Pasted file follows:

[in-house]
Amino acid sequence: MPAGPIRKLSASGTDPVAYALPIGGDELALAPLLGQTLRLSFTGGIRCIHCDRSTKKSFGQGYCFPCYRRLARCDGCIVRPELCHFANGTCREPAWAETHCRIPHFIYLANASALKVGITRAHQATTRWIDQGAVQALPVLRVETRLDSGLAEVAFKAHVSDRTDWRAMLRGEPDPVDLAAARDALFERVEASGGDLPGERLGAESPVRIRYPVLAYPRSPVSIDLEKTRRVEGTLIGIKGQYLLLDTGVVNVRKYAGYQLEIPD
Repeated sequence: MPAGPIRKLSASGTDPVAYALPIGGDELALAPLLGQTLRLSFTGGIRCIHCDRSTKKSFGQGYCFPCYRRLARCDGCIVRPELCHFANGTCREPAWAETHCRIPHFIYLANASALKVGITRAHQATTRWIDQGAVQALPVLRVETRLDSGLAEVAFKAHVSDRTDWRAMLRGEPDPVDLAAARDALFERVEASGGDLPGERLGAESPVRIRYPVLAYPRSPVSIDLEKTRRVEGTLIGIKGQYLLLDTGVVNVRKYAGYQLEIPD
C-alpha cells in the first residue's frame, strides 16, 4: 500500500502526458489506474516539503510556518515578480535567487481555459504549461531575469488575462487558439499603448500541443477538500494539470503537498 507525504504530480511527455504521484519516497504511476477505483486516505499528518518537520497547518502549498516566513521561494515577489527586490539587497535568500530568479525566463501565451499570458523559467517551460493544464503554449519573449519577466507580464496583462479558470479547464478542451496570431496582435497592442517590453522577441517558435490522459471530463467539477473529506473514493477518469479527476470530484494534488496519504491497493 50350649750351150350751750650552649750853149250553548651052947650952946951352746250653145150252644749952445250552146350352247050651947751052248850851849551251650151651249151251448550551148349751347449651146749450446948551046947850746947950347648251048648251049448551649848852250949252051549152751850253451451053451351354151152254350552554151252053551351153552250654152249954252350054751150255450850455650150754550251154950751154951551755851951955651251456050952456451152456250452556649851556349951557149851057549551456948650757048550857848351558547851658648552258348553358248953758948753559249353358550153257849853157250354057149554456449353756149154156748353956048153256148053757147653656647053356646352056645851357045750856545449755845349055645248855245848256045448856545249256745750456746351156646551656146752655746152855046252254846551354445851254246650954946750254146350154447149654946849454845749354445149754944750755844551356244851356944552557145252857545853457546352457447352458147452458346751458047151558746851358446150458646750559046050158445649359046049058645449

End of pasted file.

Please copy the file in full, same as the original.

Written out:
[in-house]
Amino acid sequence: MPAGPIRKLSASGTDPVAYALPIGGDELALAPLLGQTLRLSFTGGIRCIHCDRSTKKSFGQGYCFPCYRRLARCDGCIVRPELCHFANGTCREPAWAETHCRIPHFIYLANASALKVGITRAHQATTRWIDQGAVQALPVLRVETRLDSGLAEVAFKAHVSDRTDWRAMLRGEPDPVDLAAARDALFERVEASGGDLPGERLGAESPVRIRYPVLAYPRSPVSIDLEKTRRVEGTLIGIKGQYLLLDTGVVNVRKYAGYQLEIPD
Repeated sequence: MPAGPIRKLSASGTDPVAYALPIGGDELALAPLLGQTLRLSFTGGIRCIHCDRSTKKSFGQGYCFPCYRRLARCDGCIVRPELCHFANGTCREPAWAETHCRIPHFIYLANASALKVGITRAHQATTRWIDQGAVQALPVLRVETRLDSGLAEVAFKAHVSDRTDWRAMLRGEPDPVDLAAARDALFERVEASGGDLPGERLGAESPVRIRYPVLAYPRSPVSIDLEKTRRVEGTLIGIKGQYLLLDTGVVNVRKYAGYQLEIPD
C-alpha cells in the first residue's frame, strides 16, 4: 500500500502526458489506474516539503510556518515578480535567487481555459504549461531575469488575462487558439499603448500541443477538500494539470503537498 507525504504530480511527455504521484519516497504511476477505483486516505499528518518537520497547518502549498516566513521561494515577489527586490539587497535568500530568479525566463501565451499570458523559467517551460493544464503554449519573449519577466507580464496583462479558470479547464478542451496570431496582435497592442517590453522577441517558435490522459471530463467539477473529506473514493477518469479527476470530484494534488496519504491497493 50350649750351150350751750650552649750853149250553548651052947650952946951352746250653145150252644749952445250552146350352247050651947751052248850851849551251650151651249151251448550551148349751347449651146749450446948551046947850746947950347648251048648251049448551649848852250949252051549152751850253451451053451351354151152254350552554151252053551351153552250654152249954252350054751150255450850455650150754550251154950751154951551755851951955651251456050952456451152456250452556649851556349951557149851057549551456948650757048550857848351558547851658648552258348553358248953758948753559249353358550153257849853157250354057149554456449353756149154156748353956048153256148053757147653656647053356646352056645851357045750856545449755845349055645248855245848256045448856545249256745750456746351156646551656146752655746152855046252254846551354445851254246650954946750254146350154447149654946849454845749354445149754944750755844551356244851356944552557145252857545853457546352457447352458147452458346751458047151558746851358446150458646750559046050158445649359046049058645449